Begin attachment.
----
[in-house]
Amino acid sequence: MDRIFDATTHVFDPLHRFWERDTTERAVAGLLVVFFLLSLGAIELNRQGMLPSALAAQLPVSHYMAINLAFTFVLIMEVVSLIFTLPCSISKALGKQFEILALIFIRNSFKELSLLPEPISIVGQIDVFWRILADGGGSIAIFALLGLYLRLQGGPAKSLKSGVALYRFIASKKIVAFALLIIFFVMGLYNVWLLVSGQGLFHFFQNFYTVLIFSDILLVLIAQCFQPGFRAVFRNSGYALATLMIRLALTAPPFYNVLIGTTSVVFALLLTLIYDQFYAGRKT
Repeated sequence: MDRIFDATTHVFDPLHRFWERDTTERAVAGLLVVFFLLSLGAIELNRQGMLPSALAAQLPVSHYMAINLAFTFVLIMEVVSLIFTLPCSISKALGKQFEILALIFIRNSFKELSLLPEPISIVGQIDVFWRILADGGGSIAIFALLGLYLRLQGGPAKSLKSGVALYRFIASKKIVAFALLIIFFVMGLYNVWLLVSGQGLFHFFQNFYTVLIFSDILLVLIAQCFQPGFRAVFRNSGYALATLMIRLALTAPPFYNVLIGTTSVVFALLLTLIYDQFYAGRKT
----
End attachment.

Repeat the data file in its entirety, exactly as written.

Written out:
[in-house]
Amino acid sequence: MDRIFDATTHVFDPLHRFWERDTTERAVAGLLVVFFLLSLGAIELNRQGMLPSALAAQLPVSHYMAINLAFTFVLIMEVVSLIFTLPCSISKALGKQFEILALIFIRNSFKELSLLPEPISIVGQIDVFWRILADGGGSIAIFALLGLYLRLQGGPAKSLKSGVALYRFIASKKIVAFALLIIFFVMGLYNVWLLVSGQGLFHFFQNFYTVLIFSDILLVLIAQCFQPGFRAVFRNSGYALATLMIRLALTAPPFYNVLIGTTSVVFALLLTLIYDQFYAGRKT
Repeated sequence: MDRIFDATTHVFDPLHRFWERDTTERAVAGLLVVFFLLSLGAIELNRQGMLPSALAAQLPVSHYMAINLAFTFVLIMEVVSLIFTLPCSISKALGKQFEILALIFIRNSFKELSLLPEPISIVGQIDVFWRILADGGGSIAIFALLGLYLRLQGGPAKSLKSGVALYRFIASKKIVAFALLIIFFVMGLYNVWLLVSGQGLFHFFQNFYTVLIFSDILLVLIAQCFQPGFRAVFRNSGYALATLMIRLALTAPPFYNVLIGTTSVVFALLLTLIYDQFYAGRKT